Report: Bill Snyder nixes Kansas State succession plan

Bill Snyder is a Hall of Fame head coach. He’s pretty much the mayor of Manhattan, Kansas. But the 78-year-old long-time Kansas State coach can’t man the sideline forever.

It’s in this that the program’s brass set forth a succession plan recently that includes hiring the controversial Jim Leavitt to replace Snyder when the latter ultimately steps down.

A former assistant at Kansas State, Leavitt — a man who left South Florida in controversy — would seem to make some sense.

That’s until Snyder himself is brought into the conversation.

“Last December, Snyder pushed back on Leavitt, a former KSU assistant, being named his replacement because Snyder wanted his son Sean, currently KSU’s associate head coach and special teams coordinator, to replace him,” former ESPN college football insider Brett McMurphy reported recently.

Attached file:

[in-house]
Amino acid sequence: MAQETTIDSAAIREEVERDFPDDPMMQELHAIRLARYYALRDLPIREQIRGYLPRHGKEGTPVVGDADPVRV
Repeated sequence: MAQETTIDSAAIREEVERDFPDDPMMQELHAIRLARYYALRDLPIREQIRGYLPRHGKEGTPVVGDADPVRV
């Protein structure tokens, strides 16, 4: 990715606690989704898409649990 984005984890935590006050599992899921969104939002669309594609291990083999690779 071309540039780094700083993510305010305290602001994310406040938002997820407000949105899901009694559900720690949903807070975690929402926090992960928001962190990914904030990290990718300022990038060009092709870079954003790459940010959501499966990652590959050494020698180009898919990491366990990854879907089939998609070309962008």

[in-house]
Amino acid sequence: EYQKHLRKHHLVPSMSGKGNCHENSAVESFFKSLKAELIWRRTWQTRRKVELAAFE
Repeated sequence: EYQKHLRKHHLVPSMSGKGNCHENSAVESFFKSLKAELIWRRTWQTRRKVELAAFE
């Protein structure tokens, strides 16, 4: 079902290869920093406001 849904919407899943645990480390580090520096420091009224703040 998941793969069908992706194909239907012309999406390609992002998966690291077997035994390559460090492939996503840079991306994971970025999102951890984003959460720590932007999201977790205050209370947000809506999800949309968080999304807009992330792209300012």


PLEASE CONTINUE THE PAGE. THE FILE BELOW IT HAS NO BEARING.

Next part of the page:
The older Snyder began his head coaching career in Manhattan back in 1989 and coached through the 2005 season before ultimately calling it quits. He returned to the job in 2008 and has manned the sideline since.

Needless to say, Snyder bleeds Wildcat football. Having spent over a quarter century as the program’s head coach, it makes sense he would want to keep it in the family once he retires for good.

Having recently battled throat cancer, it’s not yet known when that time will come.

For his part, Leavitt — currently the Oregon Ducks’ defensive coordinator — has an opt out clause in his contract specifically mentioning the possibility of becoming Kansas State’s next head coach.

The Wildcats are currently 5-5 on the season and one win from becoming bowl eligible. It would represent the program’s eighth consecutive trip to a bowl game and 19th overall under Snyder.